Edit - No, my mistake, the map above shows the 08/18 06Z run, more recent than my link above.
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2941. extreme236
11:52 AM GMT on August 18, 2007
ok so dean is undergoing an EWRC
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2940. WPBHurricane05
7:53 AM EDT on August 18, 2007
WOW 157 KT IN 48 HOURS

180 MPH CAT 5 HURRICANE

What a record breaker!!!


Not really. They go by pressure when it comes to records, and even if you did wind speed there have been few to achieve 190mph.
Member Since: July 31, 2006 Posts: 56 Comments: 8112
2939. WeatherSpotter
11:45 AM GMT on August 18, 2007
WOW 157 KT IN 48 HOURS

180 MPH CAT 5 HURRICANE

What a record breaker!!!
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2938. watchingnva
11:49 AM GMT on August 18, 2007
i personnaly would like to have none of the eyewall...lol..but yes I know what your talking about...but a drag with the southern eyewall would be better than going through both in my opinion...
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2937. Bobbyweather
7:50 AM EDT on August 18, 2007
000
WTNT34 KNHC 181150
TCPAT4
BULLETIN
HURRICANE DEAN INTERMEDIATE ADVISORY NUMBER 21A
NWS TPC/NATIONAL HURRICANE CENTER MIAMI FL AL042007
800 AM AST SAT AUG 18 2007

...CORE OF HURRICANE DEAN PASSES WELL SOUTH OF PUERTO RICO...

A HURRICANE WARNING REMAINS IN EFFECT FOR THE SOUTH COAST OF THE
DOMINICAN REPUBLIC FROM BARAHONA WESTWARD TO THE HAITI-DOMINICAN
REPUBLIC BORDER...AND FOR THE SOUTHWESTERN PENINSULA OF HAITI FROM
THE HAITI-DOMINICAN REPUBLIC BORDER TO PORT-AU PRINCE. A HURRICANE
WARNING MEANS THAT HURRICANE CONDITIONS ARE EXPECTED WITHIN THE
WARNING AREA WITHIN THE NEXT 24 HOURS. PREPARATIONS TO PROTECT
LIFE AND PROPERTY SHOULD BE RUSHED TO COMPLETION.

A HURRICANE WATCH REMAINS IN EFFECT FOR JAMAICA. A HURRICANE
WARNING WILL LIKELY BE REQUIRED FOR JAMAICA LATER THIS MORNING.
A HURRICANE WATCH MEANS THAT HURRICANE CONDITIONS ARE POSSIBLE
WITHIN THE WATCH AREA...GENERALLY WITHIN 36 HOURS.

A TROPICAL STORM WARNING REMAINS IN EFFECT FOR THE BRITISH VIRGIN
ISLANDS....U.S. VIRGIN ISLANDS AND PUERTO RICO. THESE WARNINGS
WILL LIKELY BE DISCONTINUED ON SATURDAY MORNING. A TROPICAL STORM
WARNING IS IN EFFECT ALONG THE SOUTH COAST OF THE DOMINICAN
REPUBLIC FROM CABO ENGANO WESTWARD TO BARAHONA...AND FOR COAST OF
HAITI NORTH OF PORT-AU-PRINCE TO THE NORTHERN HAITI-DOMINICAN
REPUBLIC BORDER. A TROPICAL STORM WARNING MEANS THAT TROPICAL
STORM CONDITIONS ARE EXPECTED WITHIN THE WARNING AREA WITHIN THE
NEXT 24 HOURS.

A TROPICAL STORM WATCH IS IN EFFECT FOR PORTIONS OF CUBA...FROM THE
PROVINCE OF CAMAGUEY EASTWARD TO THE PROVINCE OF GUANTANAMO. A
TROPICAL STORM WATCH MEANS THAT TROPICAL STORM CONDITIONS ARE
POSSIBLE WITHIN THE WATCH AREA...GENERALLY WITHIN 36 HOURS.

INTERESTS ELSEWHERE IN THE CENTRAL AND WESTERN CARIBBEAN...INCLUDING
WESTERN CUBA...THE CAYMAN ISLANDS...AND THE YUCATAN PENINSULA OF
MEXICO...SHOULD CLOSELY MONITOR THE PROGRESS OF DEAN.

FOR STORM INFORMATION SPECIFIC TO YOUR AREA...INCLUDING POSSIBLE
INLAND WATCHES AND WARNINGS...PLEASE MONITOR PRODUCTS ISSUED
BY YOUR LOCAL WEATHER OFFICE.

AT 800 AM AST...1200Z...THE CENTER OF HURRICANE DEAN WAS LOCATED
NEAR LATITUDE 15.4 NORTH...LONGITUDE 67.9 WEST OR ABOUT 615 MILES...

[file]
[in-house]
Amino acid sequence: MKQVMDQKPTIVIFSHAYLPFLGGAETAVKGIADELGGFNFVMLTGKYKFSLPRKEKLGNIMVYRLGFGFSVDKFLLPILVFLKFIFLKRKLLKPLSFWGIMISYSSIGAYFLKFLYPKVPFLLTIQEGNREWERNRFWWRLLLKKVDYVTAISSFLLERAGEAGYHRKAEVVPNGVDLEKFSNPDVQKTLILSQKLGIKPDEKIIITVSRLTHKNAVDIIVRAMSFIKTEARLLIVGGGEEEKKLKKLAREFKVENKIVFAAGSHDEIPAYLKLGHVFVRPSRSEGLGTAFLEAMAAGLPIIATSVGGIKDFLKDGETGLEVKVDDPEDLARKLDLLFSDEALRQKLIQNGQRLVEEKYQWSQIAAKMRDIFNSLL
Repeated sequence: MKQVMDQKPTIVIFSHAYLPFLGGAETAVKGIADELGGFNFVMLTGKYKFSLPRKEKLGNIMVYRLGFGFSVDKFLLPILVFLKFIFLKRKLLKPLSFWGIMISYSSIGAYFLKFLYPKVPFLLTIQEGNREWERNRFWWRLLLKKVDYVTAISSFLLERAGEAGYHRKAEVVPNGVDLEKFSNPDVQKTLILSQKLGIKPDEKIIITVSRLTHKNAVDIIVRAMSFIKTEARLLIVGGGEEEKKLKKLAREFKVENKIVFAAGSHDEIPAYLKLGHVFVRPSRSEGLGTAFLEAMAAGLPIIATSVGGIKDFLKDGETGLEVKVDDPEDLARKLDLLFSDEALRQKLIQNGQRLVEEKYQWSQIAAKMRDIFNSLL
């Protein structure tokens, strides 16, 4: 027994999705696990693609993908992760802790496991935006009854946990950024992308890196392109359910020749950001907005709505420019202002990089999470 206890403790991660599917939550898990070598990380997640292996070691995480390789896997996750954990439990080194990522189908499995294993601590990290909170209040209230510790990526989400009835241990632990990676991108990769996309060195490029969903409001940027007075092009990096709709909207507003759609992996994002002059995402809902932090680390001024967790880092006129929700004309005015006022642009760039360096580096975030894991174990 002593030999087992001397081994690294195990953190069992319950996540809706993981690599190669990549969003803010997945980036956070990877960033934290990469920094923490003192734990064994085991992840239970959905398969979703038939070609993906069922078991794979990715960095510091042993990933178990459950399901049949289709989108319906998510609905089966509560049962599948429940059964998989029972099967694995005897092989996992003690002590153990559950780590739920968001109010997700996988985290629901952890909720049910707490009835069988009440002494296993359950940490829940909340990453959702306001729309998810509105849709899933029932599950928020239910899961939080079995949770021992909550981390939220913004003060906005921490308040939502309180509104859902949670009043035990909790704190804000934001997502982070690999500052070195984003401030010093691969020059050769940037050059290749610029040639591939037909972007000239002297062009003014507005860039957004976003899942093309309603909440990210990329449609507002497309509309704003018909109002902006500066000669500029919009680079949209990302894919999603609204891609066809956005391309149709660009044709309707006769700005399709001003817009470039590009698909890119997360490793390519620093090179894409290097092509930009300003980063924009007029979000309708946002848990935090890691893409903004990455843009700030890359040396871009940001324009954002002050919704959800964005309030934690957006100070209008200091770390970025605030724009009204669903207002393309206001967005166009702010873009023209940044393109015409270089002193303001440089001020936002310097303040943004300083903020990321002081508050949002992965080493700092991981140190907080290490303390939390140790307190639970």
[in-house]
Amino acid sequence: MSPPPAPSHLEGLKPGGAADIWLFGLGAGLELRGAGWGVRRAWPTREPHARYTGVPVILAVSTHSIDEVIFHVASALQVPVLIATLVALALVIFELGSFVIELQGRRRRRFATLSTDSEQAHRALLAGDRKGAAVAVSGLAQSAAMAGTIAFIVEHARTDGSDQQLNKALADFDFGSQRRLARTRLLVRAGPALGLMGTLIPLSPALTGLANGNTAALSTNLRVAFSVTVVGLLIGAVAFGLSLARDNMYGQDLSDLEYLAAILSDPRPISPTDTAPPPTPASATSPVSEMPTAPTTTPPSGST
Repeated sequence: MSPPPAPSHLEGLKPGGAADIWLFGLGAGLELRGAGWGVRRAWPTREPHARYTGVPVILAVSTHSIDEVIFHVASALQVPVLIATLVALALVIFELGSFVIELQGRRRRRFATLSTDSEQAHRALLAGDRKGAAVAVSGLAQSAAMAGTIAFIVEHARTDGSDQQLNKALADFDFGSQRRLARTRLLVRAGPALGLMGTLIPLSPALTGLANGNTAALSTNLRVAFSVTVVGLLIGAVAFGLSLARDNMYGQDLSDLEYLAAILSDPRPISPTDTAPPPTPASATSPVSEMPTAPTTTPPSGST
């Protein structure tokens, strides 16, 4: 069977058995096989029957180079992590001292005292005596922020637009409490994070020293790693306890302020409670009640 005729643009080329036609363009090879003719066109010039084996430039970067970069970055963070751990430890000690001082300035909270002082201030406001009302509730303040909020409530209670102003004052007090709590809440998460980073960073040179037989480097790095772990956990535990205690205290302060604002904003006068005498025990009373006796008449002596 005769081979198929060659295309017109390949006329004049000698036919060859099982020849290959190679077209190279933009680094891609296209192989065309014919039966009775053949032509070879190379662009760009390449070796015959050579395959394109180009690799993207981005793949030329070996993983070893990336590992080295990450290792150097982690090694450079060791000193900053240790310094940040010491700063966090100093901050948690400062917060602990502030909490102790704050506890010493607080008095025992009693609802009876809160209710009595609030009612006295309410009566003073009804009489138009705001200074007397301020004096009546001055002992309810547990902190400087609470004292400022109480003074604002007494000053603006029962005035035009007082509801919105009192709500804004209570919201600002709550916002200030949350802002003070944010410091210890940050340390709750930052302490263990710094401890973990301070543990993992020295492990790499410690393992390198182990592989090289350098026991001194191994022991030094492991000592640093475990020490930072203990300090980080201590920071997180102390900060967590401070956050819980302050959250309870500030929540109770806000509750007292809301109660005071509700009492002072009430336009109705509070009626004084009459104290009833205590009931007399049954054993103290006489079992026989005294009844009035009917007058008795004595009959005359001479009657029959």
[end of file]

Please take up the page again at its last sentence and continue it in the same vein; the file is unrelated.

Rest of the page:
990 KM...EAST-SOUTHEAST OF KINGSTON JAMAICA AND ABOUT 250 MILES...
400 KM...SOUTH-SOUTHEAST OF SANTO DOMINGO IN THE DOMINICAN REPUBLIC.

DEAN IS MOVING TOWARD THE WEST NEAR 17 MPH...28 KM/HR. A GENERAL
WEST TO WEST-NORTHWEST MOTION IS EXPECTED DURING THE NEXT 24 HOURS.
ON THIS TRACK...THE CORE OF THE HURRICANE WILL BE MOVING SOUTH OF
THE DOMINICAN REPUBLIC LATER TODAY AND SOUTH OF HAITI TONIGHT.

MAXIMUM SUSTAINED WINDS ARE NEAR 150 MPH...240 KM/HR...WITH HIGHER
GUSTS. SATELLITE IMAGES SUGGEST THAT DEAN COULD HAVE WEAKENED A
LITTLE DURING THE PAST FEW HOURS...BUT REMAINS AS A DANGEROUS
CATEGORY FOUR HURRICANE ON THE SAFFIR-SIMPSON SCALE. AN AIR FORCE
RESERVE HURRICANE HUNTER AIRCRAFT IS CURRENTLY APPROACHING THE
HURRICANE AND WILL DETERMINE THE INTENSITY. SOME FLUCTUATIONS IN
INTENSITY ARE LIKELY DURING THE NEXT 24 HOURS.

HURRICANE FORCE WINDS EXTEND OUTWARD UP TO 60 MILES...95 KM...FROM
THE CENTER...AND TROPICAL STORM FORCE WINDS EXTEND OUTWARD UP TO 205
MILES...335 KM. NOAA BUOY 42059 RECENTLY REPORTED A 1-MINUTE
AVERAGE WIND OF 65 MPH...105 KM/HR AND A WIND GUST OF 76 MPH....122
KM/HR AS DEAN MOVED NEARBY.

THE ESTIMATED MINIMUM CENTRAL PRESSURE IS 930 MB...27.46 INCHES.

STORM TOTAL RAINFALL AMOUNTS OF 1 TO 2 INCHES CAN BE EXPECTED FROM
DEAN OVER PUERTO RICO...THE DOMINICAN REPUBLIC AND HAITI WITH
MAXIMUM AMOUNTS UP TO 5 INCHES POSSIBLE. THESE RAINS COULD CAUSE
LIFE-THREATENING FLASH FLOODS AND MUDSLIDES.

REPEATING THE 800 AM AST POSITION...15.4 N...67.9 W. MOVEMENT
TOWARD...WEST NEAR 17 MPH. MAXIMUM SUSTAINED WINDS...150 MPH.
MINIMUM CENTRAL PRESSURE...930 MB.

THE NEXT ADVISORY WILL BE ISSUED BY THE NATIONAL HURRICANE CENTER AT
1100 AM AST.

$$
FORECASTER AVILA
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2936. gsueagle07
11:49 AM GMT on August 18, 2007
All models now in agreement...that ridge of high pressure will continue it on its westerly track....this time the ridge protects the US...
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2935. Masquer08er
11:45 AM GMT on August 18, 2007
Tell me why I am wrong in thinking Mean Dean looks like it going to Haiti/DR.

Sorry about the Mean Dean. I've been dying to say it.
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About

Jeff co-founded the Weather Underground in 1995 while working on his Ph.D. He flew with the NOAA Hurricane Hunters from 1986-1990.